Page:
Macedonia's Public Intellectual

Interview with Ljubomir Danilov Frckoski


By: Sam Vaknin, Ph.D.


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Skopje, June 2008

Ljubomir Danilov Frcksoki ("Frcko" to his friends) is by far Macedonia's most prominent public intellectual. The author of this struggling nation's first constitution in 1991, he also contributed to the Ohrid Framework Agreement, which, in the wake of an armed insurgency, has defined, ten years later, the relationship between the country's majority and its restive Albanian minority.

He is a Professor of International Law and Human Rights at the University of Saints Cyril and Methodius in Skopje and teaches in Trieste and Rome. A prolific author of books and columns on actual topics, he often provokes the ire of the recipients of his wit and erudition. Inevitably in the Balkans, he is the butt of numerous conspiracy theories, some more sinister and improbable than others.

Face to face, Frckoski has an unruly mane of wavy thick hair, two piercing aquamarine eyes, and a disarming, impish smile. But these cannot hide his impatience with ignorance and dim-wittedness.

When we sat down for this interview, he had just returned from lecturing in Athens, the capital city of Greece, a country perceived by many Macedonians to be a bitter enemy. It was the first time ever that a Macedonian professor was invited to provide a regular lecture to an audience that also included rabid right-wingers. "They merely stood at the back of the amphitheater" - he grins - "and listened. I am not sure why...". His host told him: "We are making history here!".

Perhaps it had something to do with his considerable rhetorical skills. Though invariably animated, his arguments are coherent and well-structured. "What does it mean to be a Macedonian?" - I ask him - "What is the essence of your nationhood?"

"We are going through a process that other nations have traversed in the past: trawling history to construct our identity. Whatever being Macedonian means, we cannot be anything but. Sure, for asserting our uniqueness, we are likely to be clubbed on the head by the Serbs, Bulgarians, and the Greeks. It is dangerous to have big nations as one's neighbors. It is even more perilous than having to cope with cultural-ethnic minorities.

We are a nation of 1.7 million, with our own language and historical heritage. We need to digest all this using two constructions: horizontal (the debate among Macedonians to what extent we are Slavs or ancient Macedonians) and vertical (the ethnically non-homogeneous nature of our modern state). We need time to devise our polity, it is an on-going project and we deserve not to be pushed around and urged along, even if it unnerves our neighbors.

The red line is that it is impossible for us not to be Macedonians. History here is thick on the ground: the relics of ancient, Byzantine, Slav and even Ottoman-Muslim cultures. We earned our state with our blood. We liberated our territory by ourselves. This gives us self-confidence. Our evolution as a state was based on legal acts, on the fight against Fascism, and it was gradual: from the People's Republic of Macedonia to the Federal, and then the Socialist Republics and, currently, simply The Republic of Macedonia.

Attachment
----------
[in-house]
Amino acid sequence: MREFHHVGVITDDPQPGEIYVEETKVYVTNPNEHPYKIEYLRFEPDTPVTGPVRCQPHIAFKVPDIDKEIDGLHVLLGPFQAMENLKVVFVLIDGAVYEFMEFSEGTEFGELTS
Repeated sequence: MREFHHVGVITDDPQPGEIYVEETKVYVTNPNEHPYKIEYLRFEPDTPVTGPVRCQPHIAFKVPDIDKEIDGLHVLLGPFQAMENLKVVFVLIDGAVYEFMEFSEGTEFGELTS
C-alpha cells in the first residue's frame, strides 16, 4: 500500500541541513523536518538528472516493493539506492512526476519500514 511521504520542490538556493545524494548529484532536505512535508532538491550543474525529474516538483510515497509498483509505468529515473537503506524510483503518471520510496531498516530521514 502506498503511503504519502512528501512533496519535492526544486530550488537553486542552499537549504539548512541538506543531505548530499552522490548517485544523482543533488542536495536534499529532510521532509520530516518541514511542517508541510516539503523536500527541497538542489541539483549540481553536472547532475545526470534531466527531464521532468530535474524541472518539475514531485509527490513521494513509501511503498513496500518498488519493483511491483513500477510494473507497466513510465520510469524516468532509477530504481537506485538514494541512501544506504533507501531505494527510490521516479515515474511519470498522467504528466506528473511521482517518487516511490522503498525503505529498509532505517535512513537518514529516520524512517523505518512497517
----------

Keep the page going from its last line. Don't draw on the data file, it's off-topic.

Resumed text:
Moreover, we seceded from the federated Yugoslavia without bloodshed. At the time, we had a competent political elite, but we were also lucky in that Serbia was looking to salvage substantial Serb minorities to its west, rather than the lesser number of Serbs to its south.

Thus, we embarked on a classic route of nation-building: we had a referendum, drafted a Declaration of Independence, enacted a Constitution. But, it was all done top-down, there was no grassroots movement. The people were traumatized by the dissolution of Yugoslavia and the transition from socialism to capitalism and democracy.

Will these achievements survive? Will the popular energy, so evident now, take a positive or a negative turn? How to channel this zest into the political process, not through the street? Above all, how to recognize that national homogeneity is not an option in this country. When we wrote the Constitution (in 1991), we made it a civic document and relegated the inevitable nationalist sentiment into the preamble. We couldn't ignore the upswell of emotions but we kept it out of the articles of the document, the parts that guide the working of the courts."

"So, the Macedonian identity is merely a defensive posture?"

"We were placed in this position by everyone around us with their numerical and economic superiority. Had we not had to confront this external opposition, we would have likely produced a cultural brand, not a military or an economic one. We, the Macedonians, have survived through our culture and in our cultural space, often unaware of it."

"You mentioned the fight against the occupiers in World War II. But did you fight the Nazis as Macedonians or as Communists?"

"The Liberation Movement had national and communist strands. After the territory was freed, the nationalists were persecuted or, like Kiro Gligorov, our first president, transferred to Belgrade, to be closely monitored. The Macedonian national movement was always in coalition with the ethnic minorities here. We inherited our multi-cultural tolerant pluralism from the Ottomans. This was the basis for our inclusive constitution that prevented the strife that characterized all the other republics that succeeded Yugoslavia.